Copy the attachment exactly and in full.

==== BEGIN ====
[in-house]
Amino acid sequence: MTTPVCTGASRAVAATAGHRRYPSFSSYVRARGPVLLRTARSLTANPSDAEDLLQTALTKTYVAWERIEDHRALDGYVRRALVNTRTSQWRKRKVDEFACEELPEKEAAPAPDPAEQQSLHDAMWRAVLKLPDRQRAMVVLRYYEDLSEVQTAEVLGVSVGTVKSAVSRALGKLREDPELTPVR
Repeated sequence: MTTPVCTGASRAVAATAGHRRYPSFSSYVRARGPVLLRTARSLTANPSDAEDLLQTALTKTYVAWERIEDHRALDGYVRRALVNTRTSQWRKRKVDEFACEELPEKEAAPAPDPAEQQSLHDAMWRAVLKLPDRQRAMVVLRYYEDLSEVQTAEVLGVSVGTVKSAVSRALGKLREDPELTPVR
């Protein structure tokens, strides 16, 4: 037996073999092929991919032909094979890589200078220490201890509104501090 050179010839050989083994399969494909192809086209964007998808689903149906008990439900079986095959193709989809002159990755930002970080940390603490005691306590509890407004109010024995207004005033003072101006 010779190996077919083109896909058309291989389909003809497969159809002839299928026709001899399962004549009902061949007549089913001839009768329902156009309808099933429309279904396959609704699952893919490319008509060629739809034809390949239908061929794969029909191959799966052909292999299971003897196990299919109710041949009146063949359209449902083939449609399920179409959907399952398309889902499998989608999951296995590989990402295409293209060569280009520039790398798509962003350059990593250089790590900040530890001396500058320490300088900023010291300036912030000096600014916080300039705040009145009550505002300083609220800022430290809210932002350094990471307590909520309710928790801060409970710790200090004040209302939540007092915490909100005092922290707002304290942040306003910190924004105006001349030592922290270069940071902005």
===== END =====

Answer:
[in-house]
Amino acid sequence: MTTPVCTGASRAVAATAGHRRYPSFSSYVRARGPVLLRTARSLTANPSDAEDLLQTALTKTYVAWERIEDHRALDGYVRRALVNTRTSQWRKRKVDEFACEELPEKEAAPAPDPAEQQSLHDAMWRAVLKLPDRQRAMVVLRYYEDLSEVQTAEVLGVSVGTVKSAVSRALGKLREDPELTPVR
Repeated sequence: MTTPVCTGASRAVAATAGHRRYPSFSSYVRARGPVLLRTARSLTANPSDAEDLLQTALTKTYVAWERIEDHRALDGYVRRALVNTRTSQWRKRKVDEFACEELPEKEAAPAPDPAEQQSLHDAMWRAVLKLPDRQRAMVVLRYYEDLSEVQTAEVLGVSVGTVKSAVSRALGKLREDPELTPVR
């Protein structure tokens, strides 16, 4: 037996073999092929991919032909094979890589200078220490201890509104501090 050179010839050989083994399969494909192809086209964007998808689903149906008990439900079986095959193709989809002159990755930002970080940390603490005691306590509890407004109010024995207004005033003072101006 010779190996077919083109896909058309291989389909003809497969159809002839299928026709001899399962004549009902061949007549089913001839009768329902156009309808099933429309279904396959609704699952893919490319008509060629739809034809390949239908061929794969029909191959799966052909292999299971003897196990299919109710041949009146063949359209449902083939449609399920179409959907399952398309889902499998989608999951296995590989990402295409293209060569280009520039790398798509962003350059990593250089790590900040530890001396500058320490300088900023010291300036912030000096600014916080300039705040009145009550505002300083609220800022430290809210932002350094990471307590909520309710928790801060409970710790200090004040209302939540007092915490909100005092922290707002304290942040306003910190924004105006001349030592922290270069940071902005």